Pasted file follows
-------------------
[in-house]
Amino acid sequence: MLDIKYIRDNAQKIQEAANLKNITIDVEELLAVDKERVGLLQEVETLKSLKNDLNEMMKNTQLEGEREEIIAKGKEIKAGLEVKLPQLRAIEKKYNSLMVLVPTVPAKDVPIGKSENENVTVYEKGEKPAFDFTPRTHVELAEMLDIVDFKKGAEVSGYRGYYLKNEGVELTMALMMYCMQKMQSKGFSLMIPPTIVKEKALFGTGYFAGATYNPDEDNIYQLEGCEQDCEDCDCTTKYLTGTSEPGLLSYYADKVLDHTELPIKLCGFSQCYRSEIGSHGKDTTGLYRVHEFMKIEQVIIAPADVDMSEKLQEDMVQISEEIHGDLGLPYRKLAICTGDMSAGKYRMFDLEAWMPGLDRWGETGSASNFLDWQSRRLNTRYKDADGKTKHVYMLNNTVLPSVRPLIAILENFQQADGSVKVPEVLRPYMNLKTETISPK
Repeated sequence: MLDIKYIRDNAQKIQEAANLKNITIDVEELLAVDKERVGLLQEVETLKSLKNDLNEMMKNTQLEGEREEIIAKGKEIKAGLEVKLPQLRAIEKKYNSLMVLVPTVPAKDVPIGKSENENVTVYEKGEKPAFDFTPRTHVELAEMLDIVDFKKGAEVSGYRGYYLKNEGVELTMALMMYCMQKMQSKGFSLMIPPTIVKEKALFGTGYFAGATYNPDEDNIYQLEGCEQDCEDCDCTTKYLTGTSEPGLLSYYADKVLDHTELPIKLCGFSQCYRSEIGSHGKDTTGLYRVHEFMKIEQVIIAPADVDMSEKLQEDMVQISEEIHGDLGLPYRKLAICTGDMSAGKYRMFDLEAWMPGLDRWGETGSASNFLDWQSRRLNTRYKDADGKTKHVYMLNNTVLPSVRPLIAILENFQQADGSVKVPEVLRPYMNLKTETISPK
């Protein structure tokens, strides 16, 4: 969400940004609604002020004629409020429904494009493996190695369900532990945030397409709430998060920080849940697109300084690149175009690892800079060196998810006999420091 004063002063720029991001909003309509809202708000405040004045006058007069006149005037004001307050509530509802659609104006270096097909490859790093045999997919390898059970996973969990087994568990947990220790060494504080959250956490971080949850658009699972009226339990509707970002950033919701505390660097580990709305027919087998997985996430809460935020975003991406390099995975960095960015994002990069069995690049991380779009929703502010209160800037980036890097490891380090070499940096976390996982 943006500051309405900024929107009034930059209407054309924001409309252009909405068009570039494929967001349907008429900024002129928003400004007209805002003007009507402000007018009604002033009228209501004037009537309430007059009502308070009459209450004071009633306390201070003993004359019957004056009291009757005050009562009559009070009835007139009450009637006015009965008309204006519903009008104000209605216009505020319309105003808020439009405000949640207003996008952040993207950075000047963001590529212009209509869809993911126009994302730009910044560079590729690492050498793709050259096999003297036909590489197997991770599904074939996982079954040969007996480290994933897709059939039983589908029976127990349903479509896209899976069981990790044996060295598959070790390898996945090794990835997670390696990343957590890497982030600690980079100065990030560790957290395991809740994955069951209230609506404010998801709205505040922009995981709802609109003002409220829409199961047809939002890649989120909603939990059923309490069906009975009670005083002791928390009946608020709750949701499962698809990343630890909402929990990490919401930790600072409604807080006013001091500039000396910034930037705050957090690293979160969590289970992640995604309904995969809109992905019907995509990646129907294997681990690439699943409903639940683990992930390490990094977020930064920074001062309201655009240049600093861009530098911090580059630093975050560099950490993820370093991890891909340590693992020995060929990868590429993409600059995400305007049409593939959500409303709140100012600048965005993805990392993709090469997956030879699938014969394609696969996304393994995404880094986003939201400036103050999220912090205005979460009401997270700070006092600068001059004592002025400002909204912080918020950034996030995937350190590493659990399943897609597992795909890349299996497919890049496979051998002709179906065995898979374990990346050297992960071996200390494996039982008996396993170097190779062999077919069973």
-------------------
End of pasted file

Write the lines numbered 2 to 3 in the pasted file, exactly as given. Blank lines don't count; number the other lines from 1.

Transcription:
Amino acid sequence: MLDIKYIRDNAQKIQEAANLKNITIDVEELLAVDKERVGLLQEVETLKSLKNDLNEMMKNTQLEGEREEIIAKGKEIKAGLEVKLPQLRAIEKKYNSLMVLVPTVPAKDVPIGKSENENVTVYEKGEKPAFDFTPRTHVELAEMLDIVDFKKGAEVSGYRGYYLKNEGVELTMALMMYCMQKMQSKGFSLMIPPTIVKEKALFGTGYFAGATYNPDEDNIYQLEGCEQDCEDCDCTTKYLTGTSEPGLLSYYADKVLDHTELPIKLCGFSQCYRSEIGSHGKDTTGLYRVHEFMKIEQVIIAPADVDMSEKLQEDMVQISEEIHGDLGLPYRKLAICTGDMSAGKYRMFDLEAWMPGLDRWGETGSASNFLDWQSRRLNTRYKDADGKTKHVYMLNNTVLPSVRPLIAILENFQQADGSVKVPEVLRPYMNLKTETISPK
Repeated sequence: MLDIKYIRDNAQKIQEAANLKNITIDVEELLAVDKERVGLLQEVETLKSLKNDLNEMMKNTQLEGEREEIIAKGKEIKAGLEVKLPQLRAIEKKYNSLMVLVPTVPAKDVPIGKSENENVTVYEKGEKPAFDFTPRTHVELAEMLDIVDFKKGAEVSGYRGYYLKNEGVELTMALMMYCMQKMQSKGFSLMIPPTIVKEKALFGTGYFAGATYNPDEDNIYQLEGCEQDCEDCDCTTKYLTGTSEPGLLSYYADKVLDHTELPIKLCGFSQCYRSEIGSHGKDTTGLYRVHEFMKIEQVIIAPADVDMSEKLQEDMVQISEEIHGDLGLPYRKLAICTGDMSAGKYRMFDLEAWMPGLDRWGETGSASNFLDWQSRRLNTRYKDADGKTKHVYMLNNTVLPSVRPLIAILENFQQADGSVKVPEVLRPYMNLKTETISPK